Clubhouse Opens a Window for Free Expression in China

3/1/2021
Clubhouse is an audio-only social-media platform offering chat rooms on any subject, allowing thousands of people to gather and listen to each other. Jiayang Fan, who often reports on China, tells David Remnick that the chance to talk in private and without a text trail has opened a window of free expression for Chinese users. (Recently, some questions have been raised about whether the app is as secure as its makers claim.) Suddenly, in chat rooms with names like “There is a concentration...

Duration:00:14:01

Are There Politics on Mars?

2/25/2021
This week, after a six-month, 292.5-million-mile journey, NASA{:.small}’s Perseverance rover touched down on the surface of Mars. The United States is the only country to have successfully landed on the Red Planet, but spacecraft from China and the United Arab Emirates recently arrived in Mars’s orbit. In the fifty years since the Cold War space race was at its peak, other governments and private businesses have launched ambitious space programs. How long can the United States remain the...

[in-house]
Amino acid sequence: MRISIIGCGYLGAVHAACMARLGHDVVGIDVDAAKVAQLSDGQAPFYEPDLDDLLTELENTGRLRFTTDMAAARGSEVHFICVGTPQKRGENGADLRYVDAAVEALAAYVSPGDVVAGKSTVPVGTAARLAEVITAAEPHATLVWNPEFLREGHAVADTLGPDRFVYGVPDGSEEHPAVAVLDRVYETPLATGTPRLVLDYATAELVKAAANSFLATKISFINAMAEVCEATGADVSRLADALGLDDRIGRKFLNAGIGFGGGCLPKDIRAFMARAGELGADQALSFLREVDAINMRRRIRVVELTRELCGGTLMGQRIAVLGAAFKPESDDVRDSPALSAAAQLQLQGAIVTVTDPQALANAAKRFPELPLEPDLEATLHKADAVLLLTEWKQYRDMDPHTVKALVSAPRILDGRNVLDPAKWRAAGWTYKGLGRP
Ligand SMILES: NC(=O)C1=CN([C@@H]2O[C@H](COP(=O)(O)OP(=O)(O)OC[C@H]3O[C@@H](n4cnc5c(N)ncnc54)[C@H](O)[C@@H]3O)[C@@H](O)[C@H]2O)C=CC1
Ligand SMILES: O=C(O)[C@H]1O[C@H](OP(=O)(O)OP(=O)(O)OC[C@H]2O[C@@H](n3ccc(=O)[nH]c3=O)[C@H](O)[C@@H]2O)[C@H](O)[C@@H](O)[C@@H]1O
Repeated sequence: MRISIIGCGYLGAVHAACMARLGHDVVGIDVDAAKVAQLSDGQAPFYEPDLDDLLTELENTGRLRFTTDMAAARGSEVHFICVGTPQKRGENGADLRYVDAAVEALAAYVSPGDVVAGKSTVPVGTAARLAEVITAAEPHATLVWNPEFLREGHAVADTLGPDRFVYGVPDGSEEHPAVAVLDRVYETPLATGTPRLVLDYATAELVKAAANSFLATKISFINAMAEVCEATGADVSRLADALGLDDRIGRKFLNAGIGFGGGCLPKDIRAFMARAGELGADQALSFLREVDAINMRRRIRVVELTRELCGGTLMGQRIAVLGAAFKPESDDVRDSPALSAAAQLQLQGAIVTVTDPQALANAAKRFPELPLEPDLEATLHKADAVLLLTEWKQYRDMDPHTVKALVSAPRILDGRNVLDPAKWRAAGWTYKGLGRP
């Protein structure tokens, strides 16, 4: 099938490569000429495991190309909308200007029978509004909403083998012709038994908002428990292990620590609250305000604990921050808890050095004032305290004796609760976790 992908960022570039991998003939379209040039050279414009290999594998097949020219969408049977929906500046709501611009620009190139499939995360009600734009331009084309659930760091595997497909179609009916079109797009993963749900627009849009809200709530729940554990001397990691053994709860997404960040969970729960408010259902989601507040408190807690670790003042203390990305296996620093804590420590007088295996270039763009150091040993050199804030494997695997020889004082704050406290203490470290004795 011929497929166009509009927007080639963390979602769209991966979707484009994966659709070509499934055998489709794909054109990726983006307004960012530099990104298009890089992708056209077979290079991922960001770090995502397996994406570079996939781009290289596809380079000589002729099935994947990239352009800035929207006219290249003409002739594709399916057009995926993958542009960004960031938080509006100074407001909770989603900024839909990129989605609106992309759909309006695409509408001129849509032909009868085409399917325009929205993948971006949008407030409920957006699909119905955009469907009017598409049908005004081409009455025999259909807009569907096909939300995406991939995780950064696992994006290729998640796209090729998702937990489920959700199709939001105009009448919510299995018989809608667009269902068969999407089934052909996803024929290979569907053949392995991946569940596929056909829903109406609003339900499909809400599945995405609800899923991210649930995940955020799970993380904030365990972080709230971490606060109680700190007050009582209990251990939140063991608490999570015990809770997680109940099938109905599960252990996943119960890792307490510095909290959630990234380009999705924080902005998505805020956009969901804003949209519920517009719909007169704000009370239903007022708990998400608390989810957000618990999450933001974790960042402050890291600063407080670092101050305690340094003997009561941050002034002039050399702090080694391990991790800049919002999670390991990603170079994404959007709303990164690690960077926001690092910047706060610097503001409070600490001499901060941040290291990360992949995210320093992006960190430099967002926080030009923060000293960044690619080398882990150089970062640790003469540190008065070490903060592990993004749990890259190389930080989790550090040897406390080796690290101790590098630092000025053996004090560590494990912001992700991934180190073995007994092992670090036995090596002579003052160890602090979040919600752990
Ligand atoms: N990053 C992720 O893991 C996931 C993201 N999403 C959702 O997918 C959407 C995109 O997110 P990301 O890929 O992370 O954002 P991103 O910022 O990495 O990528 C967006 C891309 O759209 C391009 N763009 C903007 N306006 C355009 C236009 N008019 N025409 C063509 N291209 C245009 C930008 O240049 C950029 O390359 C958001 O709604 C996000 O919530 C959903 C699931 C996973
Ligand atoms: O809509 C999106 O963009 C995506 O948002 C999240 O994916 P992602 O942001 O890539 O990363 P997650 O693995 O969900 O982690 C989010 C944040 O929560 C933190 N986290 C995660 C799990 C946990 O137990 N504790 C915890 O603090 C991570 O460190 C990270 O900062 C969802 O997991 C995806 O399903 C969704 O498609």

Duration:00:21:49

Congressman Jamie Raskin on Impeaching Donald Trump—Again

2/22/2021
Tommy Raskin, a twenty-five-year-old law student, took his own life on New Year’s Eve, after a long battle against depression. His family laid him to rest on January 5th, and, the next day, his father went to the United States Capitol, where he serves in Congress. Representative Jamie Raskin, who represents Maryland’s Eighth District, had an enormous task ahead of him: he was mounting the defense of the Electoral College vote. When a violent mob incited by Donald Trump breached the building,...

Duration:00:17:26